30.0% ""A man can learn 4 things from a cock: To fight, to get up early, to eat with his family, and to protect his spouse when she gets in trouble." —Chanakya, 320 B.C. Frank can fight and wake up early, but isn't so big on family or protecting spouses, admittedly."
12/29/2011 page 89
45.0% "Frank benefits through his vow of silence. Success by omission—similar to the protagonist in Jerzy Kosinski's Being There, although Frank is clearly much more intelliegent—allows him to land a cushy gig playing guitar and bed a wealthy widow. He squanders all of this because he is prideful."
12/29/2011 page 106
53.0% "Frank's fiance wants him to give up cockfighting, much like the insistence of the wife of his mentor, Ed Middleton. Frank seems to have general contempt for his brother, who seems incompetent and lazy. Frank decides to force his brother to sell the farm, so he can raise the money he needs. He abandons his fiance, taking for granted that she'll wait for him, even though she insists she won't. Her brother hates him."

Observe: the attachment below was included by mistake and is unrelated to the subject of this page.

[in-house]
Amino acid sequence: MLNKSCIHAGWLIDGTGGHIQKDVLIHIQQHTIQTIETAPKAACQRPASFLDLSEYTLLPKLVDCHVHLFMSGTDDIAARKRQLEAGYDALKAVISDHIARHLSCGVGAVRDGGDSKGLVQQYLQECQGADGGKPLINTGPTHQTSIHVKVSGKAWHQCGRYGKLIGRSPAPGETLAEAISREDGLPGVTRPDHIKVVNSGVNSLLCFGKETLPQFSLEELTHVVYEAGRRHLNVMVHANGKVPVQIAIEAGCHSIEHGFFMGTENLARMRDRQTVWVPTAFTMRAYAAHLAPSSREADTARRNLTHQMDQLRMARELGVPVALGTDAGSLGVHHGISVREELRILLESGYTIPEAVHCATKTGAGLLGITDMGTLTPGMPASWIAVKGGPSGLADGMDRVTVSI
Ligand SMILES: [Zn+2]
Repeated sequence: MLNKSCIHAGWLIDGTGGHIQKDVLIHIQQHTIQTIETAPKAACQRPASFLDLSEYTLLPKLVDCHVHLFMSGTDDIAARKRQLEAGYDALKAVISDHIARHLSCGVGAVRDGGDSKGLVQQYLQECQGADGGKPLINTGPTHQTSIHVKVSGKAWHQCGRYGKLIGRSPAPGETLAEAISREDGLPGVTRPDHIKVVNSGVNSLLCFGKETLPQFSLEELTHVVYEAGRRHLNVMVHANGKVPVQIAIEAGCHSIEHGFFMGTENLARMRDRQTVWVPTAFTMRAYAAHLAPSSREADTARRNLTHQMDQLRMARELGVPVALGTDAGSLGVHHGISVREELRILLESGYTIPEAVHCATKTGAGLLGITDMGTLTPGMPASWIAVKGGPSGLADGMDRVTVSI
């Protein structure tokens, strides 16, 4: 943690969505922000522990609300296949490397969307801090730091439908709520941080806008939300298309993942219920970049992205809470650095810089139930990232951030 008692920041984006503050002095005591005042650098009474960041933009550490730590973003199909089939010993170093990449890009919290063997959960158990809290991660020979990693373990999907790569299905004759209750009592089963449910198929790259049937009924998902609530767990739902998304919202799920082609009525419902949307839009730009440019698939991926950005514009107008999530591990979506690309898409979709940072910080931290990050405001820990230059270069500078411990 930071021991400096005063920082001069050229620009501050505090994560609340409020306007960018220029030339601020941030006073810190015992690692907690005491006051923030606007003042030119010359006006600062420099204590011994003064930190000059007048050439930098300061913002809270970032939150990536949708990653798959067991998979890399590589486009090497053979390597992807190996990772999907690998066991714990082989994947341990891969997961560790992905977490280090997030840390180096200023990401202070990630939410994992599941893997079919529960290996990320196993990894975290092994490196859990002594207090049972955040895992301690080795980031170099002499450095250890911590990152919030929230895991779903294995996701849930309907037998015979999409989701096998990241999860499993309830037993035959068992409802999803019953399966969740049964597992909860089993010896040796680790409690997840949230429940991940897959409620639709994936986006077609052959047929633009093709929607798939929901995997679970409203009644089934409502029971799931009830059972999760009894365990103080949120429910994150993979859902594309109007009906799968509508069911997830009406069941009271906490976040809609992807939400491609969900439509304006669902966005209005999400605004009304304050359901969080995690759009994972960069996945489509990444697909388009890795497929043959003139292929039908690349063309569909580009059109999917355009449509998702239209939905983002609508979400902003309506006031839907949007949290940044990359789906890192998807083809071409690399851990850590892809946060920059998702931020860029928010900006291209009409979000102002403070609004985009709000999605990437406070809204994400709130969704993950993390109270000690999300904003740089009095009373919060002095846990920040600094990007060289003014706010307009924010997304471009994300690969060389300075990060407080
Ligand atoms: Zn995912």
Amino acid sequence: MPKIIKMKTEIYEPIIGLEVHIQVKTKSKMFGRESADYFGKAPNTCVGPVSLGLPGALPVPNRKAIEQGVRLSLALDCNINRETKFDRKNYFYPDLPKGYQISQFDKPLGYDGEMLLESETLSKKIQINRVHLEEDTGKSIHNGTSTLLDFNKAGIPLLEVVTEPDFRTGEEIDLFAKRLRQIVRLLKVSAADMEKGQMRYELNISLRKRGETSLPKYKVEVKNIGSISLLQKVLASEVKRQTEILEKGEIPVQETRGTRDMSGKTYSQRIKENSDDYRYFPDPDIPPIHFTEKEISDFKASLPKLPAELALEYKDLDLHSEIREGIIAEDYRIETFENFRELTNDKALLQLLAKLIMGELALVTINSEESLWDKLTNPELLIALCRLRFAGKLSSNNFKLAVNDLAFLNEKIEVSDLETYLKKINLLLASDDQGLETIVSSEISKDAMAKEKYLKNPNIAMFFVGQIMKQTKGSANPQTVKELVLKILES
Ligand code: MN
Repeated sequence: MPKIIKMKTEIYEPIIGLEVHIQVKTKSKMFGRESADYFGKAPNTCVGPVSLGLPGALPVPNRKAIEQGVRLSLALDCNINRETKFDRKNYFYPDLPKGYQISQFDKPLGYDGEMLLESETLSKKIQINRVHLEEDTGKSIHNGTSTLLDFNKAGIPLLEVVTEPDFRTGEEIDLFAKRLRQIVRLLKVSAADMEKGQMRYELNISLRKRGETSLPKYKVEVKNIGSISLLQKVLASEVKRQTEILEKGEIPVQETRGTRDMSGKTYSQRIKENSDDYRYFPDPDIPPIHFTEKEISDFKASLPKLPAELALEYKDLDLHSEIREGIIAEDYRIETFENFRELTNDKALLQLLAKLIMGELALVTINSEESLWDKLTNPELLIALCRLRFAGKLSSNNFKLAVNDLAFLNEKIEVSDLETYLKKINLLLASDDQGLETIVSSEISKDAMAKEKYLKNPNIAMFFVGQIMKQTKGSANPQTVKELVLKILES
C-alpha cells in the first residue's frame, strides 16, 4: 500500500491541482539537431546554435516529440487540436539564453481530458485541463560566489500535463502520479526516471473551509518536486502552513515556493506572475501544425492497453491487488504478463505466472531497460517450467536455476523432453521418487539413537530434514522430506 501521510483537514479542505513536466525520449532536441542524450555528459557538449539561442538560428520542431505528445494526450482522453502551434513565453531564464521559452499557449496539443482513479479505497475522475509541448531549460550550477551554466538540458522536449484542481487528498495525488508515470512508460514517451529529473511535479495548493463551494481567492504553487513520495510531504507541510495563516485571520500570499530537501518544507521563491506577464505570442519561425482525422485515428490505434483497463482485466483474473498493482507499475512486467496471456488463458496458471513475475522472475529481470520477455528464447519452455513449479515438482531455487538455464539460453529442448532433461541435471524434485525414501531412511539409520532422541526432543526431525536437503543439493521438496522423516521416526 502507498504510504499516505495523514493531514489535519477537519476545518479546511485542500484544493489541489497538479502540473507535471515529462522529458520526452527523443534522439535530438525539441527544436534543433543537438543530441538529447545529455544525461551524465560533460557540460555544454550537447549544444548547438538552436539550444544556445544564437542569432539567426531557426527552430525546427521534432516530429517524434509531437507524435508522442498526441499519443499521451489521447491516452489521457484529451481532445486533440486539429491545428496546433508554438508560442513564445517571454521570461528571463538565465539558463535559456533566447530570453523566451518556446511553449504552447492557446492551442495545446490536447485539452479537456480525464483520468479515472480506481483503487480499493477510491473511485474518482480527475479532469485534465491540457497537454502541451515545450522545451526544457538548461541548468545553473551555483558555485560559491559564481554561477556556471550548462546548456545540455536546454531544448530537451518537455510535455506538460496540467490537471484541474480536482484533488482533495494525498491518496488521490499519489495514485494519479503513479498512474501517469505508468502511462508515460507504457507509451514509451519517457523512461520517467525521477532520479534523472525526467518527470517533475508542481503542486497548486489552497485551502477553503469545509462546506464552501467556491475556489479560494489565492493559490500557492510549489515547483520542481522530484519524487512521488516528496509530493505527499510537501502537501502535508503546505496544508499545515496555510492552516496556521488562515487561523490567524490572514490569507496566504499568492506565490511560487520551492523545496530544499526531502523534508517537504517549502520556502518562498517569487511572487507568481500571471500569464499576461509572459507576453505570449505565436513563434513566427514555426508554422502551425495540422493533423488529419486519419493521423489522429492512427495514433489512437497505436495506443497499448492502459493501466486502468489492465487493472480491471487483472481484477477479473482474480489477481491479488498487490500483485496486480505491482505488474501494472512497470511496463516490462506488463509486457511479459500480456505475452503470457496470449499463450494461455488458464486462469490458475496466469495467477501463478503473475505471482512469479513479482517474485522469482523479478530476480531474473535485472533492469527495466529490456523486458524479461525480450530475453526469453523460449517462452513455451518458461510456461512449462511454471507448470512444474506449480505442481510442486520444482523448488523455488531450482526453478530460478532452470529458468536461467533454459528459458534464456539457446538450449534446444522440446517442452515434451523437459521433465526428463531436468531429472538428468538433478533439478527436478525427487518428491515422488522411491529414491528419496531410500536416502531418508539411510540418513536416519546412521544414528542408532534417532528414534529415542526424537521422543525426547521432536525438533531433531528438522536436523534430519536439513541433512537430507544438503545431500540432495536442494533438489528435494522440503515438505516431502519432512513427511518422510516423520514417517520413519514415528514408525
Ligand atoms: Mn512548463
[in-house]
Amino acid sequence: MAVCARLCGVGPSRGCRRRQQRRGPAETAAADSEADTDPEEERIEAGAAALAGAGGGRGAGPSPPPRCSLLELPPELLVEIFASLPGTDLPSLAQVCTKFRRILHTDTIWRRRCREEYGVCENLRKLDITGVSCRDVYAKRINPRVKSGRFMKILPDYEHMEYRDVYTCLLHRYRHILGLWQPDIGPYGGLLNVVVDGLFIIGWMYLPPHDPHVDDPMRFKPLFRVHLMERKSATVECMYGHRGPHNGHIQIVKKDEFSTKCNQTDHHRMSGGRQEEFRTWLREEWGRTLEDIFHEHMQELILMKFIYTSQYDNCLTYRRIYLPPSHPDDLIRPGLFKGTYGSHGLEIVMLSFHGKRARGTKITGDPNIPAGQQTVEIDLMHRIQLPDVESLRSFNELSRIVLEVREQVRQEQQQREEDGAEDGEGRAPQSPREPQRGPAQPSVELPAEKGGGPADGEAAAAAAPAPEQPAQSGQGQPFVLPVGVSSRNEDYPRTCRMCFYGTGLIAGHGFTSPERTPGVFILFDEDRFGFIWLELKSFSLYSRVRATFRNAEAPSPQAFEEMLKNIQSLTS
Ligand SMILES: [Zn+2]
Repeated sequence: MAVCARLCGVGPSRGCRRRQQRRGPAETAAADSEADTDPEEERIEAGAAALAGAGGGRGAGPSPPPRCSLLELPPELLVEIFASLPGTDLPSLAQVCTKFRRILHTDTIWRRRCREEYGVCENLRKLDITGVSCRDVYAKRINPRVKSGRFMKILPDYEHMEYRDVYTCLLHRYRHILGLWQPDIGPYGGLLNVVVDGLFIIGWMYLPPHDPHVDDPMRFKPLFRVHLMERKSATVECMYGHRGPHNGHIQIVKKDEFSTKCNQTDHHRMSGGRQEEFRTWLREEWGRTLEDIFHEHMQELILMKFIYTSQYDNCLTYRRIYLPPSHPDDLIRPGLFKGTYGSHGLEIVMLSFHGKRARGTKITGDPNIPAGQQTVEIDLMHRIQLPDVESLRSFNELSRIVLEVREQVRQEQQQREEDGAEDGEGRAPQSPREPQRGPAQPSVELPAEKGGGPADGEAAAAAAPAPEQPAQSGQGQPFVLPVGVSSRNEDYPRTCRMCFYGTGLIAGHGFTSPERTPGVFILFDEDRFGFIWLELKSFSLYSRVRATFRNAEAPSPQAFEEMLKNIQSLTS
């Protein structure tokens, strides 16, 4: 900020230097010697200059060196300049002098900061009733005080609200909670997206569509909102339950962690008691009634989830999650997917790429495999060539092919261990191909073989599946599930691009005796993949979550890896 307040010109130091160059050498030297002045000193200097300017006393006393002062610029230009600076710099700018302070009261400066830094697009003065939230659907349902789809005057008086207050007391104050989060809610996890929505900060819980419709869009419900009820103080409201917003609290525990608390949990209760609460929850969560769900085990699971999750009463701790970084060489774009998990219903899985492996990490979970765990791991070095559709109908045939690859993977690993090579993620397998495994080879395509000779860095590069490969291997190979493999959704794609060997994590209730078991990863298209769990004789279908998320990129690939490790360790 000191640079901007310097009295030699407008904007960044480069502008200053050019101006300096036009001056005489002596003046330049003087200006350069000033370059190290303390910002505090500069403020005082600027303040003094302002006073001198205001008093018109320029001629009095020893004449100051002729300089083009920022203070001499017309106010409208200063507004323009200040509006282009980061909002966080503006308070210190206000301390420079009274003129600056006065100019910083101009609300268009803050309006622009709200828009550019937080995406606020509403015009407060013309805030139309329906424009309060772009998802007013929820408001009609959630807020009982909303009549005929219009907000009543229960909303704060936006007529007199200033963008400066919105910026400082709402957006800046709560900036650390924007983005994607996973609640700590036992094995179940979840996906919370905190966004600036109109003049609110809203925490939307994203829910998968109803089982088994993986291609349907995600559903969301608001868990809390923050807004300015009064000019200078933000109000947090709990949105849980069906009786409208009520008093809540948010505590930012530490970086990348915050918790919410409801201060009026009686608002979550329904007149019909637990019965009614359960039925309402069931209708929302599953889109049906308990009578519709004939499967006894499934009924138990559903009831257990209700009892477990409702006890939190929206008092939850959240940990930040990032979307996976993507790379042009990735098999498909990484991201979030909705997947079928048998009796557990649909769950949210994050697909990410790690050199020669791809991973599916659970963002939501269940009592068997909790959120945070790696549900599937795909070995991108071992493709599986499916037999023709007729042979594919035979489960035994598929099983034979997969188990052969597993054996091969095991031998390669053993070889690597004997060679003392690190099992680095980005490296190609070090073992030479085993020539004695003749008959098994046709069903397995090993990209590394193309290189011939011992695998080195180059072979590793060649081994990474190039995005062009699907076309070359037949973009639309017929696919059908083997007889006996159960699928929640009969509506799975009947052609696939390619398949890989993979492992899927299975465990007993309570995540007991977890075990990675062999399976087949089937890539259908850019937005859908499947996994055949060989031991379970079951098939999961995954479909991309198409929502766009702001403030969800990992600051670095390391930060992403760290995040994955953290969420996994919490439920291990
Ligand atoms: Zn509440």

12/29/2011 page 121
61.0% "Frank incurs a lot of debt assuming the Judge will able to sell his farm. He's ruined his relationship with his brother and possibly lost his fiance, all to own a chicken named Icarus. Hubris? The gamble pays off, although he doesn't get nearly what the farm is worth, if he winds up marrying his fiance, he'll get the farm back; it was sold to her brother. Comes out ahead due to Ed's reluctant generosity. Ed is dying."
12/30/2011 page 148